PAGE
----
Josiah Brown Poster Abstract

Archive

Micheal R. Thomas
Noel G. Boyle MD
Duc Do MD
Ventricular Arrhythmias in Mitral Valve Prolapse
STTP

Background:

Studies have suggested that some patients with mitral valve prolapse are potentially at higher risk of sudden cardiac death. Current thinking suggests that there may exist a 'malignant' subtype of mitral valve prolapse, such as bileaflet prolapse with associated complex ventricular arrhythmias which could be linked with increased risk of sudden cardiac death.

Purpose:

To study if there is a correlation between the types of mitral valve prolapse (MVP) and ventricular arrhythmias, including premature ventricular contractions (PVCs).

Study Design/Setting:

A cross-sectional study evaluating patients at UCLA Medical Center diagnosed with any degree of MVP with available Holter monitor data.

Methods:
The study included patients from the UCLA Echocardiography Lab database with the diagnosis of mitral valve prolapse. The diagnosis was confirmed by review of the echocardiogram report. All patients with MVP and available Holter data were included in a database for analysis. Information regarding the characteristics of MVP and PVC burden was extracted from the patient's charts in CareConnect and stored in a secured excel database. The patients were divided into three groups: 1. Mitral valve bowing, but no prolapse, 2. Single leaflet prolapse, and 3. Bileaflet prolapse. Variables analyzed included: degree of mitral regurgitation (MR), Lown classification of PVC type, PVC burden, number of PVC morphologies and ventricular tachycardia burden.  The collected data was then summarized in a table and analyzed using Chi-Square analysis for any significant correlation.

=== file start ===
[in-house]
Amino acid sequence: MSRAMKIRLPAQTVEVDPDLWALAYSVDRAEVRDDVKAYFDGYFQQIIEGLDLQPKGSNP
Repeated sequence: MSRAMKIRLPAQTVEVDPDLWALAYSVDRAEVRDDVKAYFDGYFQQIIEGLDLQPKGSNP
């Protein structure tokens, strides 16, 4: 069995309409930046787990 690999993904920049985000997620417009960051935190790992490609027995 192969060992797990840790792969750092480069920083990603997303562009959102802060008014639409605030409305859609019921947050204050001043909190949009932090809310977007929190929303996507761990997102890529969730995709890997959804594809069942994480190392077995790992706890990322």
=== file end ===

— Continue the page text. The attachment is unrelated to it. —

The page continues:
Results:

A total of 288 patients were evaluated for degree of MVP and associated PVC burden. We found that moderate and severe MR were more in the MVP (single and double leaflet) group than in the ‘bowing no prolapse’ group (p<0.01). PVCs with alternating couplet morphology and ventricular triplets were more in the MVP (single and double leaflet) group than the ‘bowing no prolapse’ group (p= 0.05 and p= 0.03 respectively). There was no difference observed for the PVC burden and ventricular tachycardia burden among the three groups.

Conclusions:

The MVP group experienced more moderate and severe MR as well as more PVCs with alternating couplet morphology and ventricular triplets than the ‘bowing no prolapse’ group. There was no difference in PVC burden or ventricular tachycardia between the MVP groups, as compared to the ‘bowing no prolapse’ group.

N/A
N/A
N/A